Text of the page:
PepsiCo says it is ‘smartly’ prioritising healthier products and ecommerce

Pepsi says its “positive” first quarter results have been delivered by reacting to changing consumer trends such as a drive for healthier products as well as improving its ecommerce offering.

PepsiCo

PepsiCo is increasing its focus on ecommerce and sustainability, as the company’s CEO says it “isn’t just necessary, but smart business”.

The company revealed its Q1 results today (26 April), which show that total sales were up 1.6% in the first quarter of this year, while organic revenues grew 2.1% for the same time period.

Speaking on an investor call, the company’s CEO Indra Nooyi says its “strong performance” has been enabled by Pepsi’s ability to forecast societal shifts and changing consumer needs.

“It has been clear to us for more than a decade, that if we want our future to be as bright as our past, we need to transform our company in a number of ways,” she said.

This includes reacting to consumers adopting healthier lifestyles; a trend that has led PepsiCo to produce more “nutritious” products. It is also placing a bigger focus on sustainability, which Nooyi says is “not just necessary but is smart business”. Approximately a third of its production plants currently have near zero waste.

“We are looking to meet the evolving needs of consumers around the world. We have guilt-free products, which includes beverages 72 calories or less and snacks with low levels of sodium and saturated fat. Some 35% of our net revenue is from guilt-free products – these [brands] are growing faster than the overall portfolio,” she explained.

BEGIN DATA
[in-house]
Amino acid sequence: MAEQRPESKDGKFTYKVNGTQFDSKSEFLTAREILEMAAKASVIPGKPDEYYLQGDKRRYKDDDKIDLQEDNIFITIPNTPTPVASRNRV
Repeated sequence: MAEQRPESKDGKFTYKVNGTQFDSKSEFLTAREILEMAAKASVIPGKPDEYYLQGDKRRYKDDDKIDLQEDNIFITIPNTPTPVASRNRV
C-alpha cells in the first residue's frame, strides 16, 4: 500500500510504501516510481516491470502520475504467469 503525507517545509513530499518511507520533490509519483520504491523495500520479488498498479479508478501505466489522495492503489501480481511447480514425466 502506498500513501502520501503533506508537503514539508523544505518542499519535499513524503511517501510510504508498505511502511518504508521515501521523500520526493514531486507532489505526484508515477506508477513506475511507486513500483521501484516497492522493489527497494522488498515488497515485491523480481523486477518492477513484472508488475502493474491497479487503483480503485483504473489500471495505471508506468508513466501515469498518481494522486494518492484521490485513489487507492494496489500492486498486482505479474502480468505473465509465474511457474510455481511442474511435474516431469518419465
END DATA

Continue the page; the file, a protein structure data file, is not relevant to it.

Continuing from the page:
Nooyi says PepsiCo is also building a “powerhouse” ecommerce team on a global scale, with a particular focus on the US, China and the UK.

It is consequently looking to tailor its digital efforts to individual retailers “to fit their growth strategy”. When asked if the business is struggling to capture consumers making impulse purchases online for its products, Nooyi insists this concern could be reframed as an opportunity.

She concluded: “In terms of the difficulty around impulse buying in an online environment, we’ve built a good ecommerce business. I can’t discuss the exact [growth] rates but it’s impressive. Our challenge as a business is to make an impact online, so we are working with partners to make [our brands] look like impulse categories.”

Perhaps unsurprisingly, Nooyi didn’t use the investor call to discuss the recent controversy surrounding Pepsi’s tone-deaf Kendall Jenner protest ad.

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